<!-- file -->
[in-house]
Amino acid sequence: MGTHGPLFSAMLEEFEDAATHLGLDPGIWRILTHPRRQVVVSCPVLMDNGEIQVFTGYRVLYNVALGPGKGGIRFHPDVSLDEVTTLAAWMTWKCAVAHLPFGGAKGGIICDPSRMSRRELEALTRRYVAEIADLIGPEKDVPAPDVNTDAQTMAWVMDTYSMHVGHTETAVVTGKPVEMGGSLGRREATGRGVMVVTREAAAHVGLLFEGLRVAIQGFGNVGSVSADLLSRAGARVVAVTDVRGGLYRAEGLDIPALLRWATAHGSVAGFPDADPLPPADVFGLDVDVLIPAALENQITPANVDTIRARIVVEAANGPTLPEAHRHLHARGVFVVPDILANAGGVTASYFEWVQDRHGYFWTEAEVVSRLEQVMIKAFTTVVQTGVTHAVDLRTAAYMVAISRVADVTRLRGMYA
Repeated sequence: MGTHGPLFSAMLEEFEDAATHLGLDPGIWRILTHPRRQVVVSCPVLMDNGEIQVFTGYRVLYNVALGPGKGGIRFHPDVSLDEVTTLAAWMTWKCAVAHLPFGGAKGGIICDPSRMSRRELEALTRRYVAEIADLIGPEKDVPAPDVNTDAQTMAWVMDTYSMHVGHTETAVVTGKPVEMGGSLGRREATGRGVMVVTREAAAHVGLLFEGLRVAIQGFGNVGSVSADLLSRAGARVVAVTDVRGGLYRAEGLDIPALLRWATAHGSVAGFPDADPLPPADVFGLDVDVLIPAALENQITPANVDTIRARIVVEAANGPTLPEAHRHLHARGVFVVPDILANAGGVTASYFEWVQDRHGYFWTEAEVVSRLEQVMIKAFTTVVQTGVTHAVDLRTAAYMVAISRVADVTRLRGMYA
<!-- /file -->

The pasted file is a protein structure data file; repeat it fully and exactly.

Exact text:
[in-house]
Amino acid sequence: MGTHGPLFSAMLEEFEDAATHLGLDPGIWRILTHPRRQVVVSCPVLMDNGEIQVFTGYRVLYNVALGPGKGGIRFHPDVSLDEVTTLAAWMTWKCAVAHLPFGGAKGGIICDPSRMSRRELEALTRRYVAEIADLIGPEKDVPAPDVNTDAQTMAWVMDTYSMHVGHTETAVVTGKPVEMGGSLGRREATGRGVMVVTREAAAHVGLLFEGLRVAIQGFGNVGSVSADLLSRAGARVVAVTDVRGGLYRAEGLDIPALLRWATAHGSVAGFPDADPLPPADVFGLDVDVLIPAALENQITPANVDTIRARIVVEAANGPTLPEAHRHLHARGVFVVPDILANAGGVTASYFEWVQDRHGYFWTEAEVVSRLEQVMIKAFTTVVQTGVTHAVDLRTAAYMVAISRVADVTRLRGMYA
Repeated sequence: MGTHGPLFSAMLEEFEDAATHLGLDPGIWRILTHPRRQVVVSCPVLMDNGEIQVFTGYRVLYNVALGPGKGGIRFHPDVSLDEVTTLAAWMTWKCAVAHLPFGGAKGGIICDPSRMSRRELEALTRRYVAEIADLIGPEKDVPAPDVNTDAQTMAWVMDTYSMHVGHTETAVVTGKPVEMGGSLGRREATGRGVMVVTREAAAHVGLLFEGLRVAIQGFGNVGSVSADLLSRAGARVVAVTDVRGGLYRAEGLDIPALLRWATAHGSVAGFPDADPLPPADVFGLDVDVLIPAALENQITPANVDTIRARIVVEAANGPTLPEAHRHLHARGVFVVPDILANAGGVTASYFEWVQDRHGYFWTEAEVVSRLEQVMIKAFTTVVQTGVTHAVDLRTAAYMVAISRVADVTRLRGMYA